The history of sphere eversions starts in 1957, when Stephen Smale proved a very general fact about immersions of spheres [Smale 1958]. One consequence of his proof is that there should be a way to turn the sphere inside out by a regular homotopy.

For a little while, this claim met with skepticism. The mathematican Raoul Bott, who had been Smale's graduate adviser and who is one of the founders of differential topology, flatly told Smale that he was wrong, and explained why he thought so. Later he became persuaded that Smale's reasoning was correct, but he, like many other mathematicians, was still frustrated by the inscrutability of Smale's proof, and wished to see a more direct sphere eversion.

``In principle it is possible to piece together the myriad minute geometric constructions prescribed by [Smale's] proof to assemble an explicit visualization of an eversion. This strategy is far from practical'' [Francis 1987]. It is akin to describing what happens to the ingredients of a soufflé in minute detail, down to the molecular chemistry, and expecting someone who has never seen a soufflé to follow this ``recipe'' in preparing the dish.

In 1961, Arnold Shapiro invented the first explicit eversion, but did not publish or divulge it widely. He did explain it to the French mathematician Bernard Morin, who passed it on to his compatriot René Thom, and eventually this eversion became more widely known thanks to Morin and George Francis, and especially to the article [Francis and Morin 1987]. Morin, incidentally, is blind, and the fact that he was one of the first people to understand how a sphere can turn inside out is both a tribute to his ability and a convincing proof that ``visualization'' goes far beyond the physical sense of sight.

The first time that most mathematicians and the public at large became
aware of an explicit eversion was when Tony Phillips, aroused by an
exchange of letters with Thom, worked out the details of what he
thought was Shapiro's eversion (though later it turned out to be a
different one). Phillips published a beautifully written article in
*Scientific American*
[Phillips 1966],
aimed at a wide audience and
culminating with a series of pictures representing various stages of
the evolution. Here is one of his original drawings:

The publication of these pictures dispelled the mysterious and paradoxical reputation of the problem; but filling in the missing levels in Phillips' pictures and tracking them through their implied deformations was not an easy task. In fact, a complete mental picture of any eversion is very hard to keep in mind, and clear printed images are even harder to draw, because of the many layers of surface: the most successful expositions of the everting sphere concentrate on local details, and rely on the viewer's powers of synthesis to piece the details together. People began searching for simpler and more symmetrical solutions. Morin, in particular, devised in 1967 a new eversion that was simpler than all the preceding ones in terms of the number of crossings. Charles Pugh made wire-mesh models of various stages of it, and Nelson Max digitized these models and used them as the basis for the movie [Max 1977]. The rendering of the evolving sphere was done by Jim Blinn; here is a frame:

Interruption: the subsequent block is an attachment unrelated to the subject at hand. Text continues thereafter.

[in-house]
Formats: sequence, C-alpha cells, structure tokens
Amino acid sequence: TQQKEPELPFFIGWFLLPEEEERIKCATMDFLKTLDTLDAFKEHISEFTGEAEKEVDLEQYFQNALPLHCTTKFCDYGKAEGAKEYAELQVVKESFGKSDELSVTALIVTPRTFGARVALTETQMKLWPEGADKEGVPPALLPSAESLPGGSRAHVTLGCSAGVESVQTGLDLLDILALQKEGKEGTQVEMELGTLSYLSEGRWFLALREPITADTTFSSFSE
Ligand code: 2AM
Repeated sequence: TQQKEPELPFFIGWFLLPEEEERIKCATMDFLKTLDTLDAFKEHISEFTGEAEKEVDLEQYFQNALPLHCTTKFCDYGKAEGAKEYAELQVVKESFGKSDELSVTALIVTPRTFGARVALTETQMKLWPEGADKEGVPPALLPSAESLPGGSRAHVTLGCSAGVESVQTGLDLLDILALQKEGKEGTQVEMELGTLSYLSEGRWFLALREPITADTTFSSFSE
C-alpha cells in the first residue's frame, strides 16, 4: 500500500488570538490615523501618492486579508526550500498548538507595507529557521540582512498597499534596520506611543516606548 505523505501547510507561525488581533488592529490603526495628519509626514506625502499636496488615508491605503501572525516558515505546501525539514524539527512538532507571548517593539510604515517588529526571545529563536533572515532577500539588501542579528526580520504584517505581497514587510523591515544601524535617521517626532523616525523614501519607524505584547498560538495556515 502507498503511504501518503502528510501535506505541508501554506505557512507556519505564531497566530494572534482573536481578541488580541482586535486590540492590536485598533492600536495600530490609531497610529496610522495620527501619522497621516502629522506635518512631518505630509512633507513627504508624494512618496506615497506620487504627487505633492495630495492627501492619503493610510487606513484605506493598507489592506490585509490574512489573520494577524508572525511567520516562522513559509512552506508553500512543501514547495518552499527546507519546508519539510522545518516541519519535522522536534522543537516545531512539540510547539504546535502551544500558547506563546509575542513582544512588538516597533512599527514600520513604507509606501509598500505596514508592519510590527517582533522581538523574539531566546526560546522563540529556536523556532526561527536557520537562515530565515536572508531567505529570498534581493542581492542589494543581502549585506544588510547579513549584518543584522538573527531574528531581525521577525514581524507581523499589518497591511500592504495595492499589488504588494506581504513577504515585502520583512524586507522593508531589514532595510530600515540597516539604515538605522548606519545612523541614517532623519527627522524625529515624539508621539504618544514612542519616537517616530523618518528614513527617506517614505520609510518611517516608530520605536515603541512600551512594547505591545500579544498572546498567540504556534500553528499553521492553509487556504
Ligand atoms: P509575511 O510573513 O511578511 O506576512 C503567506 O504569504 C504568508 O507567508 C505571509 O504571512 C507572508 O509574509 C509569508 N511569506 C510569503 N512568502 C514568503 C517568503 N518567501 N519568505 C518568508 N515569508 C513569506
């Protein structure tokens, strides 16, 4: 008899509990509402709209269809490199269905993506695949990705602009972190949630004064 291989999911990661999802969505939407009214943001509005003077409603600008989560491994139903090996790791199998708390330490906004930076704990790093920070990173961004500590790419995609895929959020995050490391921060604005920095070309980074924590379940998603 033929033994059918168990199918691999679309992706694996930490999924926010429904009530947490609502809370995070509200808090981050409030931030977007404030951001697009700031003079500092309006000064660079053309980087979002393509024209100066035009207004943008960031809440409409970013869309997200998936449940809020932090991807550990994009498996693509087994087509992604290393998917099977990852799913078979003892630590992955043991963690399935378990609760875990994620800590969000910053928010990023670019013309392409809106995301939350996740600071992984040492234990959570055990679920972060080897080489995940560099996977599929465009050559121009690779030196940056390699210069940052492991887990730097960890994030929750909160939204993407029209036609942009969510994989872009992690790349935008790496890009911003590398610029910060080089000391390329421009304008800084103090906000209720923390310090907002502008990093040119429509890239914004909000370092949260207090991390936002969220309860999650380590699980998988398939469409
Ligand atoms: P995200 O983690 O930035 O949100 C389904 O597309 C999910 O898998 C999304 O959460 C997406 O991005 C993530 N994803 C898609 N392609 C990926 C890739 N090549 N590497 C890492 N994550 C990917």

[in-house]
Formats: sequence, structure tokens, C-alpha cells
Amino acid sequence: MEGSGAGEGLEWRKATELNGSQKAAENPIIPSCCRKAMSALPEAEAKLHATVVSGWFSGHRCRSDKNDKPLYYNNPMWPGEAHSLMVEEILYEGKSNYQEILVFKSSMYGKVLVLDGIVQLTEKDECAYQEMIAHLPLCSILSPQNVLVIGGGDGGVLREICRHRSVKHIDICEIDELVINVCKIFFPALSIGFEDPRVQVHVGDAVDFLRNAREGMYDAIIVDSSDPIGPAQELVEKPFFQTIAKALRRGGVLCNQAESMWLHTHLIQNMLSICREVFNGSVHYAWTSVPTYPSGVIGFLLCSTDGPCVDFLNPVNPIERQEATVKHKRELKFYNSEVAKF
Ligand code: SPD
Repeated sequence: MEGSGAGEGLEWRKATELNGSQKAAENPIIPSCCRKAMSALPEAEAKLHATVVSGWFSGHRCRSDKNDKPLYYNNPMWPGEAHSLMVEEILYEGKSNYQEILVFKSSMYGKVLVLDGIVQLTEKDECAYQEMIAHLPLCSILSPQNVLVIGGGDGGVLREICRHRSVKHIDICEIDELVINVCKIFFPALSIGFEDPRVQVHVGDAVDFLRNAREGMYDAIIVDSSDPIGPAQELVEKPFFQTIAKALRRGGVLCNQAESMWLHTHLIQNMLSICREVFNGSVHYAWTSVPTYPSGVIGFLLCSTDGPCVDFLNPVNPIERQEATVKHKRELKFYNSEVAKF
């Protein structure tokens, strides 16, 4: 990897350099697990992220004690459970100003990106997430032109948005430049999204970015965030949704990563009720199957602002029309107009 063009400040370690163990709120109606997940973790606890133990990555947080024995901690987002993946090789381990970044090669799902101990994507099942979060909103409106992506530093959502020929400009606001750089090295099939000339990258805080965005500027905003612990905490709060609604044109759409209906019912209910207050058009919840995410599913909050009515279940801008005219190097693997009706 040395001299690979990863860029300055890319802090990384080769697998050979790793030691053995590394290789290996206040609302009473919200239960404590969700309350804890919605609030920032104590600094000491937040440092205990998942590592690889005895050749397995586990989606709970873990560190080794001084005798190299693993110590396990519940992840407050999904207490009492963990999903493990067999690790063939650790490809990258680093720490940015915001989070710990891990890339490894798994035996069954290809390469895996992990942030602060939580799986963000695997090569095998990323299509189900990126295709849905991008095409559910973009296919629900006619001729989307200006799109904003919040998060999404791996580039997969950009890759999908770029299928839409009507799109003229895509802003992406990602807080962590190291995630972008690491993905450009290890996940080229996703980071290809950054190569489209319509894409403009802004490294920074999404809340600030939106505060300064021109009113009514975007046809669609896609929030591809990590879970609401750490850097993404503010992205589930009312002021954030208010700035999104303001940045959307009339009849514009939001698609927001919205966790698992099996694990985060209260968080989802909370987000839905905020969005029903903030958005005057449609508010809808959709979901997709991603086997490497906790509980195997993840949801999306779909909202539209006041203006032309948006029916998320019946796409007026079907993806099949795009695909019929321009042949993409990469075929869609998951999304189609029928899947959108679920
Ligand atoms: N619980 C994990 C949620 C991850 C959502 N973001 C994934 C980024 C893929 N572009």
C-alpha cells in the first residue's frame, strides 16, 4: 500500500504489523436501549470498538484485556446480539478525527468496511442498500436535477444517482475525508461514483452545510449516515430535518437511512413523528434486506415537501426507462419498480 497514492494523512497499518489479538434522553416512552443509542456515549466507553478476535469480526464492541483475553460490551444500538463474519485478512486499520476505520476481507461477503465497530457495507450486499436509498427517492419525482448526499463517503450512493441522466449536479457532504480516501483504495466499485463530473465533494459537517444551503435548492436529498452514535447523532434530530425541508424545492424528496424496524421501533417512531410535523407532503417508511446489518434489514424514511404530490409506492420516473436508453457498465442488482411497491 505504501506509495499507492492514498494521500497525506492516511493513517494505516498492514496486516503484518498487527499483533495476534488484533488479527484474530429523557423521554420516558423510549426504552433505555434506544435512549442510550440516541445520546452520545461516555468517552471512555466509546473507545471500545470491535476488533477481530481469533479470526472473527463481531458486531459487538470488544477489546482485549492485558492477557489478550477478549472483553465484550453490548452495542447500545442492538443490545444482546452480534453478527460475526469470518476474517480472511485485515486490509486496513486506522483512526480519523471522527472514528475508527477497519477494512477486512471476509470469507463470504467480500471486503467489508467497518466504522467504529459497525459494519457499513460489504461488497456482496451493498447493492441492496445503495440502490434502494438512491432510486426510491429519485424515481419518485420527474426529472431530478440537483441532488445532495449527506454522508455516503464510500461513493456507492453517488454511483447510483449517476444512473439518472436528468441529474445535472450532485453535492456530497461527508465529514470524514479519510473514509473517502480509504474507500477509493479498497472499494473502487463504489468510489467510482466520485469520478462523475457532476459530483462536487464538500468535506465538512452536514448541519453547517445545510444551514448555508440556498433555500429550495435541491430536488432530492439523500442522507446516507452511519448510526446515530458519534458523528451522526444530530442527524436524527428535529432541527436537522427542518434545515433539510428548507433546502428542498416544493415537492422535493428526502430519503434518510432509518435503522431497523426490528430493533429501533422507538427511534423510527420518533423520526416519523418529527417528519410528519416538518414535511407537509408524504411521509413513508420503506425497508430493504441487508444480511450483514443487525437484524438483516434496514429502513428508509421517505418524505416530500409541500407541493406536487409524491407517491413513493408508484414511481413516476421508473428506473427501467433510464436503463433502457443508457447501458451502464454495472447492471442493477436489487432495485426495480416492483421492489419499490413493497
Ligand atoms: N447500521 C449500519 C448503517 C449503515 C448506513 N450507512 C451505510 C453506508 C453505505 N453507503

(Shortly after their digitization Pugh's models were stolen from the Berkeley campus, where they had been on display; they have never been recovered, but their digital shadows live on in Max's movie.)

Morin himself described his eversion method in a series of short notes and in a popular-audience article, all skillfully illustrated by Jean-Pierre Petit [Morin and Petit 1978a, 1978b, 1978c, 1980]. One of these notes gave for the first time algebraic equations that might be used for a full-fledged computer rendition of the process.

Morin also found the smallest number and types of ``events'' unavoidable in any eversion. Together with François Apéry, he created a an algebraic-analytic eversion using only the minimal number of events [Apéry 1992]. He also performed a similar feat in the polyhedral realm (where the surfaces of interest are flat-sided rather than smooth), turning a ``sphere'' with twenty triangular sides inside out in the most economical way possible [Morin 1995]. Models for this eversion, made by Richard Denner, are on exhibition at the Palais de la Découverte, in Paris.

In the mid-seventies, Bill Thurston developed his idea of
corrugations. This gives another route for the eversion, as
explained in *Outside In*, and it can also be applied to other
more general situations.

Comments to:
webmaster@geom.umn.edu

Created: May 16, 1995 ---
Last modified: Fri Jun 14 09:48:18 1996

Copyright © 1995-1996 by
The Geometry Center
All rights reserved.